Saturday, December 22, 2012

How to be Irresponsible

It's a bit rare that I cross post here but this post from Christopher Demuth is worth reading in its entirety.

In a nutshell, it exposes the loss of focus of both Keynesianism and supply side economics.  Both have been subverted by the political process into a force for moving consumption to today and costs to the future.  In effect, we have a political process that competes for how to be irresponsible as opposed to whether to be.

Which brings me to the current fiscal cliff debate, the perfect incarnation of the how to be irresponsible discussion.  On one side, we have the Democratic party which is asserting that tax increases on 2% of households and (small) unspecified future spending changes will be sufficient to avert the fiscal crisis we face.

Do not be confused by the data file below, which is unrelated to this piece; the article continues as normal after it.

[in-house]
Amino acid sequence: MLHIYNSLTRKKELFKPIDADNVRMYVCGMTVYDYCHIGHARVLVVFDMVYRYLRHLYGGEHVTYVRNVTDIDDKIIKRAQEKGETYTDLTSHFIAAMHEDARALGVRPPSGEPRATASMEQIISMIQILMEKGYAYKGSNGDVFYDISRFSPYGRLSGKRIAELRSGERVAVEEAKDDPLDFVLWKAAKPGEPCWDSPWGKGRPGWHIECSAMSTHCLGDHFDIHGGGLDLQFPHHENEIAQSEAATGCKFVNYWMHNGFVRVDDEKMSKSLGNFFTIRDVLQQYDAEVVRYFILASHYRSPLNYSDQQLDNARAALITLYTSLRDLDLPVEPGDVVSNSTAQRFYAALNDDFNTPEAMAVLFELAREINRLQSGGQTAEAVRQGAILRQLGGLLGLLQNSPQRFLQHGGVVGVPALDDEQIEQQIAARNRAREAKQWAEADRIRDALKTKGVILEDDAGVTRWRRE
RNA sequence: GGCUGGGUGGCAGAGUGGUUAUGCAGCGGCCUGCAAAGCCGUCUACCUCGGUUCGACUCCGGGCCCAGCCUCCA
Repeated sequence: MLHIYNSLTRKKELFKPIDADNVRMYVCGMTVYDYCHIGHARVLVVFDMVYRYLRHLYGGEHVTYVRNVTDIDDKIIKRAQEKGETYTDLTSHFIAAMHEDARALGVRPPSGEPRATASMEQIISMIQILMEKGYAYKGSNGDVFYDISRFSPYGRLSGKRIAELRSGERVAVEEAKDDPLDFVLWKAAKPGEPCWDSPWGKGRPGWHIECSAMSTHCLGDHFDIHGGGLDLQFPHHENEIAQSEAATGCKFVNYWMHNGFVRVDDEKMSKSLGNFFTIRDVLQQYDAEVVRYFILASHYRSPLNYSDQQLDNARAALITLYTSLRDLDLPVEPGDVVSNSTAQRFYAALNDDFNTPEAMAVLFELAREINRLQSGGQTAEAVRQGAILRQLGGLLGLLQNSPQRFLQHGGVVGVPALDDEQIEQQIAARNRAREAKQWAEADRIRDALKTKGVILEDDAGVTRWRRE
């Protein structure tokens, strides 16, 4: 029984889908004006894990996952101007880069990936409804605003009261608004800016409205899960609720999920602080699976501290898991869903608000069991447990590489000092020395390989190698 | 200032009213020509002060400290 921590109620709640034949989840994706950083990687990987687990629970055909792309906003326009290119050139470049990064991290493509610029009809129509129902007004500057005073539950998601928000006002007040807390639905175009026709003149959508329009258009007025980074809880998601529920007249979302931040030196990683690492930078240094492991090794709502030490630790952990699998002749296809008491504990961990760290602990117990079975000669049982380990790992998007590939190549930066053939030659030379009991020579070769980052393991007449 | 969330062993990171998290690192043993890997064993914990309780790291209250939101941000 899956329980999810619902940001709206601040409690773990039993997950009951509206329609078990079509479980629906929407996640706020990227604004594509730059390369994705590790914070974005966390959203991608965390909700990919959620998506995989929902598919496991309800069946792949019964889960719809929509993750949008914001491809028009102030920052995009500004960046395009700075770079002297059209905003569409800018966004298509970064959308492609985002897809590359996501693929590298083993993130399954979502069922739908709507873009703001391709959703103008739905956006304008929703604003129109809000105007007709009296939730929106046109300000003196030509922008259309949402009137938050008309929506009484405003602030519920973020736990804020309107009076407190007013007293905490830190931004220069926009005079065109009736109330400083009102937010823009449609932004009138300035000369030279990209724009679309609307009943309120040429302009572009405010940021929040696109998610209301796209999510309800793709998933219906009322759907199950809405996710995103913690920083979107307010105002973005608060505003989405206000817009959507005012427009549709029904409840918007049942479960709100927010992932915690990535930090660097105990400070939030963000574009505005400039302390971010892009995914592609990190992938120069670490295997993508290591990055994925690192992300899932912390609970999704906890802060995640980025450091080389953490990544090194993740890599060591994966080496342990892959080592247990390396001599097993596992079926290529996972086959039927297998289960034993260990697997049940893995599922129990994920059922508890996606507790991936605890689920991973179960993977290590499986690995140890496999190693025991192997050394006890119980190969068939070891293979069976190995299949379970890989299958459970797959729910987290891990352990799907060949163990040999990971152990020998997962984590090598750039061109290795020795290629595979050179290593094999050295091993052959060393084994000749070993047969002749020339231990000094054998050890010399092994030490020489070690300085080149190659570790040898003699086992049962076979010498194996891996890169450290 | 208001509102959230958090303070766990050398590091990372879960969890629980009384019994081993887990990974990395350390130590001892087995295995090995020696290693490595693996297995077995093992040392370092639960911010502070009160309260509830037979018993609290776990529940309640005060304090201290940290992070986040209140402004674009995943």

On the other side we have the Republican party which is asserting that future unspecified (but larger) spending reductions are sufficient to address the crisis.  I mean, look at these plans in context.  Over the next decade, we plan to spend about $45 trillion and tax about $35 to $40 trillion.  And our tax and spending plans amount to a change of $2 trillion or so in total, a 2.5% change from the most unbalanced place we've ever been.  And that's DC's version of difficult choices.

And that's the debate...a debate about how to be irresponsible...about which irresponsible ideology will prevail.  Unfortunately, regardless of the outcome of the debate, the future is the same.  We run up debt until we can't anymore.  At that point, some combination of future taxpayers and asset holders get well and thoroughly screwed.

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